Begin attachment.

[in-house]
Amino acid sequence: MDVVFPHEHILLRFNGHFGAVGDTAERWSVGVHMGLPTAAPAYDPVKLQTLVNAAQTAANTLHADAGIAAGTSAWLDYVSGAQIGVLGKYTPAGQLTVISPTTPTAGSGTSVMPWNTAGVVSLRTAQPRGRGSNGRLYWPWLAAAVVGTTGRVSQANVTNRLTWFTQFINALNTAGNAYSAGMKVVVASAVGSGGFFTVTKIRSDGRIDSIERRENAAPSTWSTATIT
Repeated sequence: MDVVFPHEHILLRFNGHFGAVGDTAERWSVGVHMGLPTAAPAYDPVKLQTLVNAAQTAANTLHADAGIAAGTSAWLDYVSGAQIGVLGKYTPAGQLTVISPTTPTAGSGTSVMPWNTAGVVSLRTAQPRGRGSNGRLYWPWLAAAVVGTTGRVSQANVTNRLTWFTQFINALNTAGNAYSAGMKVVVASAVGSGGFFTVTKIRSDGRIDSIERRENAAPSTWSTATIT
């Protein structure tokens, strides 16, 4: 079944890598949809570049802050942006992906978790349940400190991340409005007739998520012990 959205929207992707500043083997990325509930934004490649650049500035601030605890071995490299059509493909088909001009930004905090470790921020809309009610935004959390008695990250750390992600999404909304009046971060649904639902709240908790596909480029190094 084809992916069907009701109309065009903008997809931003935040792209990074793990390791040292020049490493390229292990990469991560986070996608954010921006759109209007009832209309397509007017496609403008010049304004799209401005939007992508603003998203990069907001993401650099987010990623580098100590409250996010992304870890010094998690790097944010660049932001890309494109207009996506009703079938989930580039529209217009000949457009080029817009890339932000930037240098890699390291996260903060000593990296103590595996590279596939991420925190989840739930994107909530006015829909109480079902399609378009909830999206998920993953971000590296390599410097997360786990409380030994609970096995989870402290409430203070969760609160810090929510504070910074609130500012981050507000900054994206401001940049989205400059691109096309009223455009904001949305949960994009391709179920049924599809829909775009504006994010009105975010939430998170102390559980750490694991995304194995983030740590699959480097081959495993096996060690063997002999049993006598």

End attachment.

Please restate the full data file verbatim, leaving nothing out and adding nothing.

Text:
[in-house]
Amino acid sequence: MDVVFPHEHILLRFNGHFGAVGDTAERWSVGVHMGLPTAAPAYDPVKLQTLVNAAQTAANTLHADAGIAAGTSAWLDYVSGAQIGVLGKYTPAGQLTVISPTTPTAGSGTSVMPWNTAGVVSLRTAQPRGRGSNGRLYWPWLAAAVVGTTGRVSQANVTNRLTWFTQFINALNTAGNAYSAGMKVVVASAVGSGGFFTVTKIRSDGRIDSIERRENAAPSTWSTATIT
Repeated sequence: MDVVFPHEHILLRFNGHFGAVGDTAERWSVGVHMGLPTAAPAYDPVKLQTLVNAAQTAANTLHADAGIAAGTSAWLDYVSGAQIGVLGKYTPAGQLTVISPTTPTAGSGTSVMPWNTAGVVSLRTAQPRGRGSNGRLYWPWLAAAVVGTTGRVSQANVTNRLTWFTQFINALNTAGNAYSAGMKVVVASAVGSGGFFTVTKIRSDGRIDSIERRENAAPSTWSTATIT
């Protein structure tokens, strides 16, 4: 079944890598949809570049802050942006992906978790349940400190991340409005007739998520012990 959205929207992707500043083997990325509930934004490649650049500035601030605890071995490299059509493909088909001009930004905090470790921020809309009610935004959390008695990250750390992600999404909304009046971060649904639902709240908790596909480029190094 084809992916069907009701109309065009903008997809931003935040792209990074793990390791040292020049490493390229292990990469991560986070996608954010921006759109209007009832209309397509007017496609403008010049304004799209401005939007992508603003998203990069907001993401650099987010990623580098100590409250996010992304870890010094998690790097944010660049932001890309494109207009996506009703079938989930580039529209217009000949457009080029817009890339932000930037240098890699390291996260903060000593990296103590595996590279596939991420925190989840739930994107909530006015829909109480079902399609378009909830999206998920993953971000590296390599410097997360786990409380030994609970096995989870402290409430203070969760609160810090929510504070910074609130500012981050507000900054994206401001940049989205400059691109096309009223455009904001949305949960994009391709179920049924599809829909775009504006994010009105975010939430998170102390559980750490694991995304194995983030740590699959480097081959495993096996060690063997002999049993006598």